• Isaiah 66.10-14
  • Psalm 66
  • Galatians 6.14-18
  • Luke 10.1-12, 17-20

July 14 Readings:

  • Deuteronomy 30.10-14
  • Psalm 69
  • Colossians 1.15-20
  • Luke 10.25-37

Corpus Christi

Corpus Christi

By Fr. Morgan Rice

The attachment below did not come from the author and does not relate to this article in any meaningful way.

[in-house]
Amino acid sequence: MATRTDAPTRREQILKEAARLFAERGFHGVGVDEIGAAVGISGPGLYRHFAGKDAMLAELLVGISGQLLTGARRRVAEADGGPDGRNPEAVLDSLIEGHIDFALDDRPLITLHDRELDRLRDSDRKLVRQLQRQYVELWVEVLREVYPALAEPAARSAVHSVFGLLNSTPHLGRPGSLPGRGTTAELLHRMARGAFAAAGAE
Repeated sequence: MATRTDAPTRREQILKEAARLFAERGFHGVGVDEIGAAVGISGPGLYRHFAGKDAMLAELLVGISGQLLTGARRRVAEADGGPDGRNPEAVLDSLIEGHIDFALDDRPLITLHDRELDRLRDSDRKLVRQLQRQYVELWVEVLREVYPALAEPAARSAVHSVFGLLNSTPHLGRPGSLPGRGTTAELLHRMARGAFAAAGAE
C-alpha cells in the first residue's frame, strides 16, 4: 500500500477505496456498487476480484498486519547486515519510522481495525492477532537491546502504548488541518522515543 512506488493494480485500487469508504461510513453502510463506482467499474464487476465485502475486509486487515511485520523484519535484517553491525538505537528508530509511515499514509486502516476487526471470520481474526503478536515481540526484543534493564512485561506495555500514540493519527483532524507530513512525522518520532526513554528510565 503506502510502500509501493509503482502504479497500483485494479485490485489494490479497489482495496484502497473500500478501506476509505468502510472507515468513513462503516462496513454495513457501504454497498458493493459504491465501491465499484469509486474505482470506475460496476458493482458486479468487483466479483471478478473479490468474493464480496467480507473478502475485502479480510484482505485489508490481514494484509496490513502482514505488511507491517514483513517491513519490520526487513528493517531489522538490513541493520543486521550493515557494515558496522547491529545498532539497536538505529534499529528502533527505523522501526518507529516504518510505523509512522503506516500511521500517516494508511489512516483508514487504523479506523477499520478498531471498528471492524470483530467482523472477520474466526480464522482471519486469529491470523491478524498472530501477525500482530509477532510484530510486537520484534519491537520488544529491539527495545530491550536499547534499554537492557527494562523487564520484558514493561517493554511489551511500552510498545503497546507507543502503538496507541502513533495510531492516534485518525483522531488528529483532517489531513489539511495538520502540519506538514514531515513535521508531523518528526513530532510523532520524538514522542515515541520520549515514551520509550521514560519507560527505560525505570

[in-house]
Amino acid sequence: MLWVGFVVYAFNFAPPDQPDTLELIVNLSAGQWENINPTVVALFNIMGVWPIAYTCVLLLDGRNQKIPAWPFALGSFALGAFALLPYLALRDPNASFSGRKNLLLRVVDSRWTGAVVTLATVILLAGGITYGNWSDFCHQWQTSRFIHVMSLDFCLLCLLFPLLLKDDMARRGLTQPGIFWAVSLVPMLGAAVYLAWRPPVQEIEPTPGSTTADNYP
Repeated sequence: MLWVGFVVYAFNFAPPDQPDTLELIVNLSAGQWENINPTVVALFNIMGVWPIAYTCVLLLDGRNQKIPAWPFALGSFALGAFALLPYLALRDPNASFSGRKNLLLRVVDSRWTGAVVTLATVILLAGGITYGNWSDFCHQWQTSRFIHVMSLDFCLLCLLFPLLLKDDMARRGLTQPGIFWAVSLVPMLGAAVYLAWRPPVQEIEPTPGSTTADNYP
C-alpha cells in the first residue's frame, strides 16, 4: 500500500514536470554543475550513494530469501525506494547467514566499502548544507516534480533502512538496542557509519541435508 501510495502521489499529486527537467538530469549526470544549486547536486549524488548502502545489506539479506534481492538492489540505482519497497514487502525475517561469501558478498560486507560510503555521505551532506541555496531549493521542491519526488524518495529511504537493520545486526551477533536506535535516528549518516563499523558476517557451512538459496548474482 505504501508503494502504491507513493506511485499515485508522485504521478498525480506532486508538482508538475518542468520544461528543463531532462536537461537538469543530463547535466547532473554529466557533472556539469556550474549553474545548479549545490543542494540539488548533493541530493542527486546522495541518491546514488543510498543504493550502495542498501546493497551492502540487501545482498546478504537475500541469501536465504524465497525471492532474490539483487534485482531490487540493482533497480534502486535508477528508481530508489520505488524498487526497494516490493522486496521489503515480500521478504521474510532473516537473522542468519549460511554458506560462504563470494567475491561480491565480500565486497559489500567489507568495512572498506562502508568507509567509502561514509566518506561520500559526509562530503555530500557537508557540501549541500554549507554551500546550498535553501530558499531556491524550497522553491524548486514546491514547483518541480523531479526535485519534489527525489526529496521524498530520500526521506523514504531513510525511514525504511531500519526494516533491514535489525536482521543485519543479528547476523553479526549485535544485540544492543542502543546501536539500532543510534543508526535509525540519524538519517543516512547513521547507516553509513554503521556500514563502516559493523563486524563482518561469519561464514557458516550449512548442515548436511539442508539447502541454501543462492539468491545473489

When people find out that I am from Corpus Christi, Texas, they sometimes ask, “How many people living there actually know what the name means in English?” I wonder myself. Except for Catholics and those who studied Latin, many probably would not know that Corpus Christi means “body of Christ”. It is a name that drew attention in the early 1980s when the U.S. Navy wanted to honour my hometown, which is a significant naval centre, by naming a submarine the “USS Corpus Christi”. Catholics protested that a name that is associated with life and nonviolence would be inappropriate for a warship. As a result, the Navy named the submarine the “USS City of Corpus Christi”. “Corpus Christi” is the name that is still commonly used to refer to today’s feast day, which Pope Urban IV first decreed in the 13th century. While the papal decree called for its celebration on the Thursday following Trinity Sunday as a way to associate it with Holy Thursday and the institution of the Eucharist, some countries celebrate it on Sunday. Whichever day it is celebrated, the feast highlights the mystery of the Real Presence of Jesus in the bread and wine that become the Body and Blood of Jesus Christ through the power of the Holy Spirit at Mass. While the mystery can never be fully explained in words, it does speak of God’s power to do more than we can imagine and of God’s desire to nourish and care for us so that we might experience eternal communion with God. It is beautifully described in Lauda Sion, the pre-Gospel Sequence written by St. Thomas. An excerpt follows: